Becoming a Canadian: The International Graduate’s Guide to an Advantageous Canadian Career

Becoming a Canadian: The International Graduate’s Guide to an Advantageous Canadian Career

UBC. It’s yours. My hope for the international graduates reading this post is that the allegorical “it” will refer to a successful journey through your post-graduate career. For me personally, this journey included more than six months of job-searching before I finally settled into a permanent position, which allowed me to become a Canadian Permanent Resident (PR). Now, I’d like to share my path so you can hopefully learn some tips and tricks. I’ll take you through where/when/how I found a job after graduation, my steps toward PR, and the ups and downs along the way.

Step 1: Find Your First Post-Grad Job

My Experience:

I started applying for jobs in February 2017 (a few months before my graduation), and hadn’t heard back from any positions until July. During this time, the statement “ups and downs” doesn’t quite cover the extent of anxiety I experienced while wondering if I would be granted a PR in time before my PWGP expired, and if I would ever be hired for a job fitting the PR criteria.

Note: I only looked for positions that matched the PR job experience criteria, found in NOC categories 0 (zero), A, or B.

TRICK: As an alternative, you can start gaining experience in a category C job then hopefully working your way up in that field. For example, working your way up in retail to a management position, then gaining a year of work experience in that higher-level position before applying for PR.

Tips and Tricks:

While understanding the Canadian working landscape, I found the best websites to look for jobs:

  1. (how I found my job)
  2. LinkedIn
  3. UBC Hiring Solutions - for temporary work, a great start, and UBC specific.
  4. Ziprecruiter - this platform seems to be on the rise, directly tying employees to potential employers and vice-versa.
  5. Good ol’ Craigslist, even if it’s just to make some money while looking for a permanent position.

TIP: Oftentimes an application may fall through the cracks because of the company’s hiring procedures, so sending an email, sparingly, can help increase your visibility with the employer.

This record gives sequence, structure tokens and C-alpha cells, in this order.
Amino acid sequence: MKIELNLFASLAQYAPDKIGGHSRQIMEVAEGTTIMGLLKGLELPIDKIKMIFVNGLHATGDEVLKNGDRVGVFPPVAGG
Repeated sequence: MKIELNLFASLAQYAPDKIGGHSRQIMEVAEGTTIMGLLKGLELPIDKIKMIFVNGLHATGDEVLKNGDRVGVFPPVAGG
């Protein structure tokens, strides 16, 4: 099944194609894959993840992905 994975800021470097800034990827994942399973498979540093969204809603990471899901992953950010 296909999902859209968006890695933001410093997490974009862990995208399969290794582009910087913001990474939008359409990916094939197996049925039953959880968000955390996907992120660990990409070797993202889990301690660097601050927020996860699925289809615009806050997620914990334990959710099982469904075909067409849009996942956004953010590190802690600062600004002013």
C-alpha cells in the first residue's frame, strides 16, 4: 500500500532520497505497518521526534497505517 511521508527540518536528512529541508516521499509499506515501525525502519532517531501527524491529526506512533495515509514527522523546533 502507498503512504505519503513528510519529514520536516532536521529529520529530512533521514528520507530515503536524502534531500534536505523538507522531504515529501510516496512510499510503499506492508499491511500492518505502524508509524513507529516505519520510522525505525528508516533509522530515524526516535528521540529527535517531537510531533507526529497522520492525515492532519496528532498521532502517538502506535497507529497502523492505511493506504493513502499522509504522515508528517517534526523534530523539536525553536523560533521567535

Step 2: Discover The Beauty of Bureaucracy

TRICK: Much like your student permit, the applications for a Post-Graduation Work Permit (PGWP) and Permanent Residency (PR) can be done by oneself. However, if at any point your situation does not seem to match the Government of Canada’s available categories (streams), an immigration attorney can be your best friend.

My Experience:

In my case, I started applying for jobs before getting my Post-Graduation Work Permit (PGWP).

TIP: With the “implied status” you’re granted upon submission of a PGWP application, and before you’re granted approval, you’re able to apply for jobs under the implication that you will receive a PGWP shortly. However, you’re not technically allowed to receive payment in this interim period. So, this is a great way to start building up that volunteer experience!

TIP: You can apply for an extension of your work-permit to grant yourself more time, but apply before the expiry date.

Step 3: Conduct Preliminary PR Research

  1. Fill out this questionnaire to see if you’re eligible.
  2. To get more information on PR, these streams below are available through Express Entry (EE), which allows you to become a PR within 6 months, after getting a year of work experience in a NOC field in codes 0, A, or B.

Step NOW:

As a current or future international graduate seeking a job in the Canadian economy, I implore you to consider these tips and tricks. Good luck making your impact in Canada! It’s yours. As a UBC graduate, it’s all yours.

This blog post is the opinion of the author and may not be applicable for all individuals' unique situations.

Author Biography

Victoria Lansdown, BA'17, is currently pursuing her passion for improving education with a focus on remediation and literacy. As a Learning Specialist at Fraser Academy in Vancouver, she teaches students with learning differences how to read, while staying dedicated to their mental health and prospective career goals.